Over the past few years, Montreal has developed a reputation for having a rather vital and very diverse music scene, as artists such as Grimes, BRAIDS, Majical Cloudz, Jef Barbara and others have received both national and international attention. And with the release of their debut effort, I Become A Shade, the Montreal-based electro pop act Seoul, comprised of childhood friends Nigel Ward and Julian Flavin, and Dexter Garcia, added their names to a growing list of artists from that beautiful Canadian city, who have received attention Stateside – and elsewhere.
IBAS’ first single (and video), “The Line” immediately captured my attention as the song is an icily foreboding and hypnotic track comprised of angular synth stabs, eerily swirling and undulating electronics, skittering percussion and hot flashes of cymbals paired with plaintive vocals that sonically and thematically bear resemblances to Beacon and I Love You It’s Cool-era Bear in Heaven, as the song deals with the difficulty of connecting emotionally and physically with others, as well as ourselves, and the difficulties of moving past a profound loss or a profound disappointment. The song evokes the lingering ghosts, neuroses and heartaches of human life, haunting us at our most vulnerable and weakest – when we’re alone and at our most desperate. Released a few weeks later, IBAS’ second single “Haunt/A Light” is arguably one of the most gorgeous tracks on the album. Comprised of Nile Rodgers-inspired guitar chords played through layers of reverb, shimmering and gently undulating synths, ambient chiming and swirling electronics, a sinuous bass line, and plaintive vocals floating over the mix, the song captures the narrator’s regret and obsessions in a way that feels familiar and deeply unsettling – all while possessing a subtle yet insistent sensuality. Several other songs and sequences on the album channel Cut Copy’s In Ghost Colours as throughout there are subtle nods to that album’s psychedelia and mood-setting instrumental sequences – and although IBAS manages to channel some of my favorite albums of the past 7 years or so, the album does so in a way that’s more than mere mimicry, and in fact, reveals rather exceptional songwriting; the songs sound carefully and deliberately sculptured with chords fitting tightly into place.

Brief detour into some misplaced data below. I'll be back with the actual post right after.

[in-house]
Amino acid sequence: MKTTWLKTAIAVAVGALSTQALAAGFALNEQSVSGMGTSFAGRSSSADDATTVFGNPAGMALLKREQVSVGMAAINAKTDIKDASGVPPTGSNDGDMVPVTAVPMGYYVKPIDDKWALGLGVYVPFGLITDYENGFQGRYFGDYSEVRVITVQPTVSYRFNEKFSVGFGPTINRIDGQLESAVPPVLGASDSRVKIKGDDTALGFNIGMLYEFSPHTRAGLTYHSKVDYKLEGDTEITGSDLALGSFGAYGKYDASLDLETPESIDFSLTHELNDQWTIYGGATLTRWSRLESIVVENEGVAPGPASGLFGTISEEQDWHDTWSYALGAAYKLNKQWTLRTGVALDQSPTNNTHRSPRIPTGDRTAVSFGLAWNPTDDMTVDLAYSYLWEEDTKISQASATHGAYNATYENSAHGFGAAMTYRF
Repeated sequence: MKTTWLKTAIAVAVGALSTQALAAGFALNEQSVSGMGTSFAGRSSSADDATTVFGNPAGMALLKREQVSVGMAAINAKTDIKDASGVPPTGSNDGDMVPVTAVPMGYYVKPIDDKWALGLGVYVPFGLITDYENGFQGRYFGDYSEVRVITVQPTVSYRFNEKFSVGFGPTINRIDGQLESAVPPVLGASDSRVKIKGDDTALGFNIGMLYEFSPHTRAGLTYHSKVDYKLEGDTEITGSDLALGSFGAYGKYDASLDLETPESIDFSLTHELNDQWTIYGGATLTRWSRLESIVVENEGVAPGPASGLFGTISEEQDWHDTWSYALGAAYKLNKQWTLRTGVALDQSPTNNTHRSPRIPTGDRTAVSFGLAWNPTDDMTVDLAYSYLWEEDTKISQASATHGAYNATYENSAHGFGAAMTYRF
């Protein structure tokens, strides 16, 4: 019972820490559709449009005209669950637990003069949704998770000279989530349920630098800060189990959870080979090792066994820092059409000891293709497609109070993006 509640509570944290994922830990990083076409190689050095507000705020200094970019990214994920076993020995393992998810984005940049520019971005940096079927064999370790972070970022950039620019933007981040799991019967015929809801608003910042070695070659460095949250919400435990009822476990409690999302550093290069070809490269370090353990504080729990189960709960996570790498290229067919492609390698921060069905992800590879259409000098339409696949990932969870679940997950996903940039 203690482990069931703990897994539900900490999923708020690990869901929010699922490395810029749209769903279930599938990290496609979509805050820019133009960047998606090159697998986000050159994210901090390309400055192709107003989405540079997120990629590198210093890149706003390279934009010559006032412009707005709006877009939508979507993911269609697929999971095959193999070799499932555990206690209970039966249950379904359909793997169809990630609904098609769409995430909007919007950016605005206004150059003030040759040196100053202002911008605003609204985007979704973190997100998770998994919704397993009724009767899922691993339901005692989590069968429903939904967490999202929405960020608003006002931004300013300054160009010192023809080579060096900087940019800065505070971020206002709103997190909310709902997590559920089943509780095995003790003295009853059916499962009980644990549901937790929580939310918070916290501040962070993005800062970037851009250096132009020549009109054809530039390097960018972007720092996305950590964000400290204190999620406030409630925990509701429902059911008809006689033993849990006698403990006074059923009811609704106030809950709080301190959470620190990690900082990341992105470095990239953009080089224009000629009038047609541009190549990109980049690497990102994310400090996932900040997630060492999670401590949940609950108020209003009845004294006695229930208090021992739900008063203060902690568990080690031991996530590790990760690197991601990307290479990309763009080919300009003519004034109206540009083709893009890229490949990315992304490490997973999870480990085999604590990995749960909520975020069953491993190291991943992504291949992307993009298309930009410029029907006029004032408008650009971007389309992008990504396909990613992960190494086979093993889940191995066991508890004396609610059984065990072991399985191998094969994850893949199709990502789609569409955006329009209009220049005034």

I recently spoke to the trio via email about Montreal, Montreal bands that we all should know, their debut album, their songwriting process and their forthcoming North American tour over the Fall. Check it out below.
Photo Credit: Daniel Toepete
Photo Credit: Christopher Honeywell
WRH: Tell us something cool
about you – or about Montreal that we (my readers and I, who are primarily
based in the States) wouldn’t normally know.
Seoul: Montréal is a good
spot. Seasons are really full blown and extreme with a really bitter cold period
and then a really hot summer. The city blooms in a sort of social renaissance
when the weather gets warm again, it’s with suspicion and disbelief that you
realize you can be outside comfortably again. It’s cheaper to live here than
Toronto or New York, and it’s quite a good smelling city. There’s a mountain in
the middle that has a giant cross on the top of it – in 2008, it was a classic
joke to tell tourists that Justice was playing a DJ set when you’d be walking
WRH: How did you get into
music? And when did you know it was your calling?
Seoul: Julian and Nigel met
as classmates and have been friends since childhood. We both dabbled in piano
and guitar over the course of our early childhood but there wasn’t really a
concerted effort to write music together until we were 13 or so. We
started a band with a friend and started playing in Julian’s parent’s basement,
just messing around, writing stuff, playing covers etc. Dex joined later on
after he met Nigel in college. He was doing a lot of weird stuff with MIDI at
the time, weird glitchy sample stuff and mashups and things. Dex and Nigel were
both pretty enthralled with Logic at that moment, having both recently acquired
it, so they started recording stuff and ended up living together – that was where
some of the early album ideas came from; “The Line” was made in that apartment.
It’s hard to say if we
consider music our “calling” per se, it’s obviously a very important outlet for
us right now though. There was a time nearing the end of high school when Nigel
was spending too much time writing and recording music to justify pursuing
anything else in college, so he did that. That happened to Dex, too; it was
either music or baseball. Julian studied cognitive science.
WRH: Was Seoul something you
two had childhood dreams of — and something you knew that you’d know you’d
always be doing? How did you two meet Dexter Garcia? How did you wind up coming
up with the project’s name?
Seoul: It seems we “dreamt”
about being in a band and making records and touring mostly as young teenagers,
but eventually, if music is something that really resonates for you as a person
and remains a meaningful part of your life, it becomes less of a “dream” and
more a practical matter of how to actually do it and make it happen.
Dexter was at school in
Boston and met Nigel there in an English class.